It's been an Alexander Payne week here at Film Ha Ha: starting the week with his gloriously subversive debut Citizen Ruth, and ending it with his latest work (the first in seven long years). And, overall, it's been a pleasure reacquainting oneself with one of American cinema's most consistent directors.
There's precious little time wasted in The Descendants' first act - we're thrown straight into the aftermath of the off-screen inciting incident. Hawaiian lawyer Matt King's (George Clooney, wearing his middle age proudly) wife Elizabeth has been in a motorboat accident, and he's trying to get on with life while she relies on life support. He's got another big responsibility on his hands - he's the trustee of a huge plot of prime, virgin Hawaiian real estate, and (most) of his cousins are encouraging him to sell sell sell. Everything becomes complicated when a doctor reveals that Elizabeth is going to have to be taken off life-support. So Matt takes his youngest daughter Scottie (Amara Miller) on a plane ride to fetch her sister Alexandra (Shailene Woodley) from a home for troubled teens (drugs and older guys - tut tut!). The family embark on a multi-island journey - accompanied by comic relief tag along Sid (Nick Krause) - to tie up Elizabeth's loose ends before pulling the plug.
Here's the thing about The Descendants. Objectively, I can stand back and identify a number of flaws with the film. But there's just something about it that totally won me over. Call it a good mood, but for the most part the film charmed my socks off. Payne and co-writers Nat Faxon and Jim Rash (adapting a novel from Hawaiian author Kaui Hart Hemmings) work wonders with material. Like all Payne's previous films - from the harsh satire of Election to the understated mid-life crises of Sideways - the mix of drama and comedy is perfectly balanced. Even within individual scenes there can be great emotional power immediately followed by good-natured belly laughs. It's a very carefully considered mix, and one that frequently pays dividends with brilliant setpieces and scenes: from Matt's outburst at his comatose wife following an extra-marital revelation to an unexpectedly hilarious punctuation mark that concludes an awkward visit to the in-laws.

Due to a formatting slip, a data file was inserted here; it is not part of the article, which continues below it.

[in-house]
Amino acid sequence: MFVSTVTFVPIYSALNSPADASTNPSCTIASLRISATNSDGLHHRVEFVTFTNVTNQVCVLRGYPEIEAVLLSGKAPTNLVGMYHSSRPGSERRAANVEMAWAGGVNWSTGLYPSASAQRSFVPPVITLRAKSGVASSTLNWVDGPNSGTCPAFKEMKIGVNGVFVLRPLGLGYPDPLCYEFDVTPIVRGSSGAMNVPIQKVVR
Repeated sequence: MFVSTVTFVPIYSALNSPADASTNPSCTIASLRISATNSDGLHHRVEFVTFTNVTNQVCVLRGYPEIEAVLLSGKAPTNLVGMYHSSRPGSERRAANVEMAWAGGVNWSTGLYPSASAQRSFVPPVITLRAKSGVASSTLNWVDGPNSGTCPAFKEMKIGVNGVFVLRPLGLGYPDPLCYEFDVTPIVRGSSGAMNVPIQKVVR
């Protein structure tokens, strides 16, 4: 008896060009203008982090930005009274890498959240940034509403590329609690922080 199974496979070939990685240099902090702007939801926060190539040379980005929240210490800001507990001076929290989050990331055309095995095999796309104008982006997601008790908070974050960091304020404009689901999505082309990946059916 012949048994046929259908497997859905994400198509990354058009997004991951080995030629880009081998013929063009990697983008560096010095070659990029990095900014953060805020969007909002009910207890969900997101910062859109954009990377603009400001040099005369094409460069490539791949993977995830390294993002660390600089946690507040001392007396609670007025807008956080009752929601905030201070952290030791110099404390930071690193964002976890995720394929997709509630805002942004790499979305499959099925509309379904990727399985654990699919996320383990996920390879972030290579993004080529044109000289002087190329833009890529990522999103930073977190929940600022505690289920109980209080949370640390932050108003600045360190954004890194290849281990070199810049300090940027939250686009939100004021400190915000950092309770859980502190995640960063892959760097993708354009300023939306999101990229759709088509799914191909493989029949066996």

This is first and foremost a character study, and they're all lovable and flawed creations. Clooney gives an unshowy, unflattering and effective performance. An initially dominating voiceover threatens the character, but Clooney is quickly left to his own devices and allowed to effectively emote without pissing off Robert McKee. The two King sisters also impress: although Woodley has deservedly received the heaviest plaudits, Miller is equally effective in the fewer moments she has to shine. Only Krause proves irksome out of the main cast, but a few final act character moments may help you forgive his previously idiotic traits and actions.
The Descendants is, like every other film ever made, not perfect. The narrative does struggle a bit in the second-half, where it could certainly be argued that a lengthy trip to another Hawaiian island tries its hardest to kill the forward momentum and fluff up the running time. The film is also in many of ways more 'middle-of-the-road' than Payne's brasher, more adventurous earlier films. However, when the characters and stories are this well realised, it's easy to accept a handful of flaws and a lack of (comparative) originality.
Adding to the overall goodwill is a pleasantly objective take on the Hawaiian landscape - indeed, the film opens with a Clooney monologue demystifying the island lifestyle. There's tropical beauty here, but it's alongside mundanity. What makes the film so satisfying, however, is how well the various plot strands ultimately play off each other. This couldn't always be called a subtle film, but the overall thematic focus of family and responsibility is worked out beautifully by Payne and his crew. Not every payoff of the film is easily provided in the more explicitly emotional scenes (although they pack a punch, certainly). If you're willing to work, there's a lot underneath the surface. The Descendants is a film full of fascinating characters, humour, insight and warmth. In other words, it's that very same Alexander Payne from seven years ago.